New Device Eases Acute Heroin-Withdrawal Pain, Offers Addicts Hope for Recovery

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The Bridge, a new non-narcotic device worn behind the ear, quickly reduces the intense pain associated with opioid and heroin detox.

The Bridge is a small, half-dollar-sized device attached behind the ear and worn for up to five days.

"The Bridge device offers quick reduction of pain associated with most opiate withdrawal symptoms during an office visit – this allows the patient to take the first step toward recovery.” -Arturo C. Taca Jr., M.D.

The Bridge, a non-narcotic pain-relieving device, is proving to be a critical first step in helping opioid and heroin addicts manage painful withdrawal symptoms as they transition to a treatment protocol for recovery. Addiction medicine expert Arturo C. Taca Jr., M.D., has begun to use the device at his INsynergy Alcohol and Drug Rehab Treatment Center in St. Louis with promising results*. Dr. Taca is the first in the nation to use The Bridge as part of a comprehensive addiction-therapy protocol to help those suffering with heroin or opioid dependence.

“Heroin and opioid abuse is a devastating, growing problem in our community and across our country,” said Dr. Taca. “What makes this type of addiction so insidious is the pain associated with detoxification. When users want to get clean, they often cannot because the pain of withdrawal is almost unbearable. The Bridge device offers quick reduction of pain associated with most opiate withdrawal symptoms during an office visit – this allows the patient to take the first step toward recovery.”

The Bridge is a small, half-dollar-sized device attached behind the ear and worn for up to five days. It works by providing stimulation to the nerve pathways that signal and register pain in the brain. The stimulation disrupts the pain signals, providing relief without the need for medication. Once withdrawal pain has subsided and the patient is clean of opiates, they can be transitioned to non-habit forming products like naltrexone (Vivitrol), as part of their long-term recovery.

Dr. Taca, who also serves as the president of the Midwest Chapter of the American Society of Addiction Medicine (ASAM), recognizes the far-reaching potential the device can have, but is quick to acknowledge The Bridge treatment protocol is not recommended for everyone.

“The use of The Bridge helps break the cycle of dependence on any type of opioid drug or replacement medication, such as methadone or buprenorphine, which is extremely promising,” said Dr. Taca. “But it is not intended for everyone who desires to detox from opiates. Patients need to have a thorough discussion with their physician or addiction specialist before discontinuing or changing any medications, treatments or therapies.”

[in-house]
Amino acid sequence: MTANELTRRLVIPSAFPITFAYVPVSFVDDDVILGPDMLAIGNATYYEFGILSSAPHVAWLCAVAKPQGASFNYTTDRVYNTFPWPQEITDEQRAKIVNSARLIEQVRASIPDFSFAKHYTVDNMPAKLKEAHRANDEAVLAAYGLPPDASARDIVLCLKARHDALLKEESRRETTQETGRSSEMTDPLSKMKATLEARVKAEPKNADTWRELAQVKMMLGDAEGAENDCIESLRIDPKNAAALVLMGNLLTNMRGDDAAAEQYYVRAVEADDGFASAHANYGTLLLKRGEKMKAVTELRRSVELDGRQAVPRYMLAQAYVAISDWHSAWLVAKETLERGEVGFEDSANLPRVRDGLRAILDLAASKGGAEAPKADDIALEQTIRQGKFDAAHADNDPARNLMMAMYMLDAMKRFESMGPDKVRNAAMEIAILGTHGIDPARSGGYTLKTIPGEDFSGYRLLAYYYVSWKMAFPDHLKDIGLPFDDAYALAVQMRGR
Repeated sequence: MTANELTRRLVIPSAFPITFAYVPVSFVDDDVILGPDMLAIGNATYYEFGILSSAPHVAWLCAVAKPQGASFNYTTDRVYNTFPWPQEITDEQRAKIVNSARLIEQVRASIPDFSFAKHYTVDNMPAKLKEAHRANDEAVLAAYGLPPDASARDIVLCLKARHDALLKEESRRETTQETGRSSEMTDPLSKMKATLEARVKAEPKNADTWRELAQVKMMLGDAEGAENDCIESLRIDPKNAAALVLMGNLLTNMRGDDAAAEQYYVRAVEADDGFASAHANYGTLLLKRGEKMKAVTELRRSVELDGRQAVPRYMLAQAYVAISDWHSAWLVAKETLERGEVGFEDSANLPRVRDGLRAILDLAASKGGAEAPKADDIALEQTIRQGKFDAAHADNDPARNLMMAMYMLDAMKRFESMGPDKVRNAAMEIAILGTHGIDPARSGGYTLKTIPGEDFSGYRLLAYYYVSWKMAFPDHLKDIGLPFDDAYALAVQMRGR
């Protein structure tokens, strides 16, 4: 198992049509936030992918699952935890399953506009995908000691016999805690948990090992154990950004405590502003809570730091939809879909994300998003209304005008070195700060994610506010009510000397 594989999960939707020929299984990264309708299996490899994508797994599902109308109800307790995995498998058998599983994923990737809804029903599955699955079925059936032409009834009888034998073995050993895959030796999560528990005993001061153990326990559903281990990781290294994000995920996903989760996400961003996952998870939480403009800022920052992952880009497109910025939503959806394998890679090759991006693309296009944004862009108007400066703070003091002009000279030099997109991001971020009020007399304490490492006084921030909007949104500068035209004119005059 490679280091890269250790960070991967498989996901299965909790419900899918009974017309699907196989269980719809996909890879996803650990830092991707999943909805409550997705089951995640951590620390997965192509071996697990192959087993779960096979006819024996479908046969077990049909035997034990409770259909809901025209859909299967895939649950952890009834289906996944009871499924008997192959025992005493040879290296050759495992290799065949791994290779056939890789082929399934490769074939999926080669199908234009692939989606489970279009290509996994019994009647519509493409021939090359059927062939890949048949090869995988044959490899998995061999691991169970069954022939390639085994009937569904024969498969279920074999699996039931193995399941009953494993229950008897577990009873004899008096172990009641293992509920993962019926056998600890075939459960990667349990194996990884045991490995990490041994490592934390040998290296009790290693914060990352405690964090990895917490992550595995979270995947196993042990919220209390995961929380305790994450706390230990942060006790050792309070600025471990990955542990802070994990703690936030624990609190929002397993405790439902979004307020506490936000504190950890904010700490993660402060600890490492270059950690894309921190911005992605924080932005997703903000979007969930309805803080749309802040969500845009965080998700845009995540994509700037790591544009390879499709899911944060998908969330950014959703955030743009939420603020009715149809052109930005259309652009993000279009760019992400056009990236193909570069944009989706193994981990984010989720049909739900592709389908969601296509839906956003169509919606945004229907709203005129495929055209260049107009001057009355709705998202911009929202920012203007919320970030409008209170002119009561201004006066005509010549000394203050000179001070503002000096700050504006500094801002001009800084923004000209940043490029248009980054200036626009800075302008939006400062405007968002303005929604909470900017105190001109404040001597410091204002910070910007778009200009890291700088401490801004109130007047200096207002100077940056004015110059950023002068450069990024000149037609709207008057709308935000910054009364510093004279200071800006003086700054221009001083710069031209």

The Bridge was developed by Innovative Health Solutions of Versailles, Indiana, as a drug-free option for pain management. Ultimately, Dr. Taca hopes to gather additional data on the device’s usefulness in opioid-withdrawal treatment so The Bridge may be considered for coverage by Medicaid and insurance.

“Opioid abuse and heroin addiction continue to have costly, devastating consequences for our families, communities, economy and health system” said Dr. Taca. “We must continue to identify and support solutions that can help reverse this terrible epidemic.”

For more information about The Bridge treatment protocol, visit http://www.insynergystl.com.

Dr. Taca is a paid expert consultant and speaker for Vivitrol.

Facts about heroin and opioid use

  •     Prescription painkillers and heroin, also known as opiates, are considered to be one of the most highly addictive substances ever created. Opiates cause immediate changes in the brain, which can lead to the brain disease of addiction. Opiates also affect the part of the brain responsible for breathing, and may cause a person to stop breathing and die.
  •     In the past decade, thousands in St. Louis have died from opiate overdoses. It is estimated that one St. Louisan dies per day from opiate overdose.
  •     Heroin and opiate-related deaths have increased 300 percent in the St. Louis region since 2007. (Statistics from http://www.curiosityandheroin.org)

About INSynergy
Located in St. Louis, Missouri, INSynergy is committed to implementing scientific advancements and discoveries in the field of addiction medicine. Advancements in anti-craving medications for alcohol, opiates, and nicotine, along with Cognitive Behavioral Therapy allow INSynergy to treat persons as outpatients without disrupting busy lifestyles. INSynergy believes that treatment does not have to be a painful, humiliating, disruptive experience. One doesn't have to 'disappear' for 28 days and have employers, family, friends, wonder what happened. Treatment is local, practical, highly effective and affordable. For more information, visit http://www.insynergystl.com.

*Copies of Dr. Taca’s study of The Bridge device, Neuromodulation with BRIDGE Device Rapidly and Effectively Improves Signs and Symptoms of Opioid Withdrawal-A Multisite Study, are available upon request. The study is currently under review by the Journal of Addiction Medicine.

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